The act also would include a timetable and tasks involving the development of an interoperable, electronic, package-level tracking system to begin 10 years after enactment.
Over several congresses, policymakers have been interested in drug compounding and pharmaceutical supply chain security1 and have worked to craft legislation to enhance the Food and Drug Administration (FDA) ability to protect the public.2 On September 25, 2013, the leadership of the Senate Committee on Health, Education, Labor, and Pensions and the House Committee on Energy and Commerce announced an agreement on a bill to cover both topics.3 The House passed H.R. 3204, the Drug Quality and Security Act, which now awaits Senate action. Title I is the proposed Compounding Quality Act. Title II is the proposed Drug Supply Chain Security Act.
This report provides an overview of the provisions in H.R. 3204, as passed by the House. This report does not discuss policy implications of the potential passage and implementation of provisions in the bill.
Under current law, the Federal Food, Drug, and Cosmetic Act (FFDCA, 21 USC 301 et seq.), the federal government regulates drug manufacturing and sales within the United States. However, the FFDCA provides specific conditions in which a drug may be compounded—primarily that the compounding is done by a pharmacist or physician based on a prescription for an individual patient—for which several FFDCA requirements of manufacturers do not apply. Such compounding is regulated by the states within their authority over the practice of pharmacy. There are, however, entities that perform activities that do not fit within this limited sphere of compounding. Federal regulators, the pharmacy and manufacturing industries, state authorities, and various courts have had differing opinions on who has jurisdiction—FDA or the states—over those activities. Title I of H.R. 3204, the proposed Compounding Quality Act, attempts to address some of these issues. The act would, among other things:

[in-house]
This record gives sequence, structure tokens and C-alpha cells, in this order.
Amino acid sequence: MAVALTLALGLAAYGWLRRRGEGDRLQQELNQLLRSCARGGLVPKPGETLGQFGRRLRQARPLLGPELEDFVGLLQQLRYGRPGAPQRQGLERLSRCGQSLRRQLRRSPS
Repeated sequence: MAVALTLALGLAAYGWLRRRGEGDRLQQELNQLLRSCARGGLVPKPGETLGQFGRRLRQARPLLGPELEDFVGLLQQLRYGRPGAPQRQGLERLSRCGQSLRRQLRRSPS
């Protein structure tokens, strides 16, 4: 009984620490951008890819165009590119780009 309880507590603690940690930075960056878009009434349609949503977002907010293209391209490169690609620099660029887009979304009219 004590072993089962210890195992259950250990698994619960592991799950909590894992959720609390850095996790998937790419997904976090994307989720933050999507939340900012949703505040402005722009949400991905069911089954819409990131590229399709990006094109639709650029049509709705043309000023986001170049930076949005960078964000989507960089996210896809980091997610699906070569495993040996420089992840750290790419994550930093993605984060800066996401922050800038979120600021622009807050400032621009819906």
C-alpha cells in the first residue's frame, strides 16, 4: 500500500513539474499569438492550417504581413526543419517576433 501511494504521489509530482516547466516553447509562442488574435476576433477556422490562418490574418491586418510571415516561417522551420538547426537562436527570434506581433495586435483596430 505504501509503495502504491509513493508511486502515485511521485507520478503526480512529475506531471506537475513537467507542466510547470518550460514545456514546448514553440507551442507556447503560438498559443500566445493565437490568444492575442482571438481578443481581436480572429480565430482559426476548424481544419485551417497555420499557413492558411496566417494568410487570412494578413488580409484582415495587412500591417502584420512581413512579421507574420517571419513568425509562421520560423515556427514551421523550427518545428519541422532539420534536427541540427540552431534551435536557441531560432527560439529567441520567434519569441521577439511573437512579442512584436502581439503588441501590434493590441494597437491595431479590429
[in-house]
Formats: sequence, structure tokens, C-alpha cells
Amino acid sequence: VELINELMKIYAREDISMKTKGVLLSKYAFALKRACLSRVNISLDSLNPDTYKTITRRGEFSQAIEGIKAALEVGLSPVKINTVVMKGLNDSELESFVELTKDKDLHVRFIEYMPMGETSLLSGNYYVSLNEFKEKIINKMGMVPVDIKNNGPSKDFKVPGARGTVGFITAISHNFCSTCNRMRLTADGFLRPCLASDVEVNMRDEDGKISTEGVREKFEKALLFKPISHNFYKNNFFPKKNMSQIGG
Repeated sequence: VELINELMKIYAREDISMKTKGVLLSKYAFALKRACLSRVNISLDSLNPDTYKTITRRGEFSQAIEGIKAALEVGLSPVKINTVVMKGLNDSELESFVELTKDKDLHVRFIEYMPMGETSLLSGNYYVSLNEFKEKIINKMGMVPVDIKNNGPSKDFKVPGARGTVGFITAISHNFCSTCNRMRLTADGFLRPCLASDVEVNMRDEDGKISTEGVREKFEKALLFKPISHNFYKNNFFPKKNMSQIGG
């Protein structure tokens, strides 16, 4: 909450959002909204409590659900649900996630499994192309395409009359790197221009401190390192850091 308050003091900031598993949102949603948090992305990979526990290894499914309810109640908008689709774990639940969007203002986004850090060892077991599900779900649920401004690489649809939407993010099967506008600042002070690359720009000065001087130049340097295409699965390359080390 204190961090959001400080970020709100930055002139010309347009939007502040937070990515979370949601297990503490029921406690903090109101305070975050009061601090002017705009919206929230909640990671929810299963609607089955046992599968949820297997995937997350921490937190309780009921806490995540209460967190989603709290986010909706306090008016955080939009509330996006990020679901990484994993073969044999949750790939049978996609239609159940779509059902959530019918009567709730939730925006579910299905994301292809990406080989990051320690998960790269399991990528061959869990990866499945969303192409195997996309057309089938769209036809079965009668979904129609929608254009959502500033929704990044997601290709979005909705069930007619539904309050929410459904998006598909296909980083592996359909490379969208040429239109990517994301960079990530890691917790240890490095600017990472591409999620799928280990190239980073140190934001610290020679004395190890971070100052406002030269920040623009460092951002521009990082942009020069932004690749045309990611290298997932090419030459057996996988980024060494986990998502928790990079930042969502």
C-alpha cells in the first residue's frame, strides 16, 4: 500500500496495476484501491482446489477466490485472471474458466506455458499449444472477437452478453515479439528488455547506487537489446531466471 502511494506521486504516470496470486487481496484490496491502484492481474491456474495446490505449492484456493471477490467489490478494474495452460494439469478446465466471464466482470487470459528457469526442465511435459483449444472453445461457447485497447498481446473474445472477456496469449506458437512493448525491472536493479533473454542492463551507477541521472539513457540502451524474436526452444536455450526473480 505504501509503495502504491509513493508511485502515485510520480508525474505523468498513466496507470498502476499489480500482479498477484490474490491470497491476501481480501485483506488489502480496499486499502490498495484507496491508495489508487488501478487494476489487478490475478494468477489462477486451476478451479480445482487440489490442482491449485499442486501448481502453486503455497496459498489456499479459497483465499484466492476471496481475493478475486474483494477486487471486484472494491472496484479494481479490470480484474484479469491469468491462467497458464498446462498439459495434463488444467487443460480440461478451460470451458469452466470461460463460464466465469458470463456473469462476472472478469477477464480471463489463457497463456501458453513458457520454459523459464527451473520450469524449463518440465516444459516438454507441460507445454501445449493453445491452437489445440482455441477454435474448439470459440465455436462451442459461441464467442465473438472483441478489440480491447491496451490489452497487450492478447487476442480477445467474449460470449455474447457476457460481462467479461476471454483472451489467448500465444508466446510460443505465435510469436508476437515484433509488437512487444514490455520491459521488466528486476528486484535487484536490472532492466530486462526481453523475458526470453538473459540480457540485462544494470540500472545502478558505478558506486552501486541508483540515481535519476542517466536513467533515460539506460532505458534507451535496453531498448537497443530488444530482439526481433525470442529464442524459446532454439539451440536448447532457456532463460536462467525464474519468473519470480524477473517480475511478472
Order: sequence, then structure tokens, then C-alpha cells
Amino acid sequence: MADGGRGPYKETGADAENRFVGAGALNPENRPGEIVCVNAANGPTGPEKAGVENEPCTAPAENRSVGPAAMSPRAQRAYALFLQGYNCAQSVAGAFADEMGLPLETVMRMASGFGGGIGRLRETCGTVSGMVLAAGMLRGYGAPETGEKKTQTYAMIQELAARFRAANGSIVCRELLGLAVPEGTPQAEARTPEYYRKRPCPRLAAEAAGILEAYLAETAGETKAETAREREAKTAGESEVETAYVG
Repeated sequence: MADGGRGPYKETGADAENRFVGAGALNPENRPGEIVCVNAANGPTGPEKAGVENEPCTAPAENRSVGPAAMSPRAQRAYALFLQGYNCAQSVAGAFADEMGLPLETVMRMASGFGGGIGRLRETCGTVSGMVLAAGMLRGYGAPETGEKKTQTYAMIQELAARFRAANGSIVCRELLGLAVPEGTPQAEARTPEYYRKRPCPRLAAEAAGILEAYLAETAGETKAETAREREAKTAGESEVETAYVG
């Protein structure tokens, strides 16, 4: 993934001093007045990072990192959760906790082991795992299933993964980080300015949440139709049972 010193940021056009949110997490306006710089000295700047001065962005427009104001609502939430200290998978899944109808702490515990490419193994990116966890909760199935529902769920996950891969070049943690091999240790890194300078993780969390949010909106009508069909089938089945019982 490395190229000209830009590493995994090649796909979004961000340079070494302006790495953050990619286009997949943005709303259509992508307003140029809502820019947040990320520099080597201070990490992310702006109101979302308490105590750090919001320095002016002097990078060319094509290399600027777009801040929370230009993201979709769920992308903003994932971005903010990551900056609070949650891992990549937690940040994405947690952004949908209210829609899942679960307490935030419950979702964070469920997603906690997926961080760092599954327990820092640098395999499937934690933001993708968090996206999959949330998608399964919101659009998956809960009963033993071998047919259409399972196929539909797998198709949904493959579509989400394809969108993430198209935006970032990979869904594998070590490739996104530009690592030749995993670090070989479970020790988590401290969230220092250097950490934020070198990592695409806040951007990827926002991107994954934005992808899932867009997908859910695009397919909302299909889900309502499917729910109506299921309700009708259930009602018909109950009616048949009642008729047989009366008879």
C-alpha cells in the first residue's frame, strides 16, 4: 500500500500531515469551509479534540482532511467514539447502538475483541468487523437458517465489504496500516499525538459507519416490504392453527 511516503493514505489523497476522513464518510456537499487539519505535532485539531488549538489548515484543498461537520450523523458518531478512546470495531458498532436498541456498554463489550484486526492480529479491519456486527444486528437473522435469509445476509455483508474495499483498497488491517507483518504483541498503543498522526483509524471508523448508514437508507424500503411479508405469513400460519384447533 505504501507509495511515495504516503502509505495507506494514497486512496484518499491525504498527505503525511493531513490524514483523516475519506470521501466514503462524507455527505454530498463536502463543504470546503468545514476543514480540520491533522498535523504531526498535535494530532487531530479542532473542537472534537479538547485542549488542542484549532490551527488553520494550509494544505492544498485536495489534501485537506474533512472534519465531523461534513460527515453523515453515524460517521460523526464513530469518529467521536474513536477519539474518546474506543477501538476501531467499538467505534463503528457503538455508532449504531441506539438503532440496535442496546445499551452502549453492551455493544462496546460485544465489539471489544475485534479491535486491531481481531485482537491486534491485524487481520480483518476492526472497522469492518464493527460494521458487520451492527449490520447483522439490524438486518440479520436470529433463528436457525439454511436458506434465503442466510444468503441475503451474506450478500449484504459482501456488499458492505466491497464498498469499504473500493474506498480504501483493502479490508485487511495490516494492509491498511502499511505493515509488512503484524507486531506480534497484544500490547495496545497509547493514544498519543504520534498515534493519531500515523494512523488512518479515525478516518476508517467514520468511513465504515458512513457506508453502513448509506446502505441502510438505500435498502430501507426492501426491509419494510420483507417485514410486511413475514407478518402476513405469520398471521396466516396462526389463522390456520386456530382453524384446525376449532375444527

(4)(A) The term 'outsourcing facility' means a facility at one geographic location or address that—
(i) is engaged in the compounding of sterile drugs;
(ii) has elected to register as an outsourcing facility; and
(iii) complies with all of the requirements of this section.
(B) An outsourcing facility is not required to be a licensed pharmacy.
(C) An outsourcing facility may or may not obtain prescriptions for identified individual patients.
–definition from H.R. 3204, Sec. 102
To do so, Title I would amend FFDCA Section 503A [21 USC 353a] on pharmacy compounding and add a proposed Section 503B4 on outsourcing facilities as well as proposed Sections 744J and 744K to give FDA the authority to assess and use outsourcing facility fees.
Several provisions in Title I reflect challenges FDA has encountered in implementing FFDCA Section 503A [21 USC 353a], Pharmacy Compounding, in current law.5 H.R. 3204 would amend that section by removing the provision in current law that restricts a compounder from advertising or promoting a compounded drug. Relatedly, it would also remove the modifier "unsolicited" from the phrase "valid prescription" in referring to what the pharmacy must receive before compounding a drug. H.R. 3204 includes a severability provision indicating that, in the event a provision of the act is declared unconstitutional, the remaining provisions would be unaffected.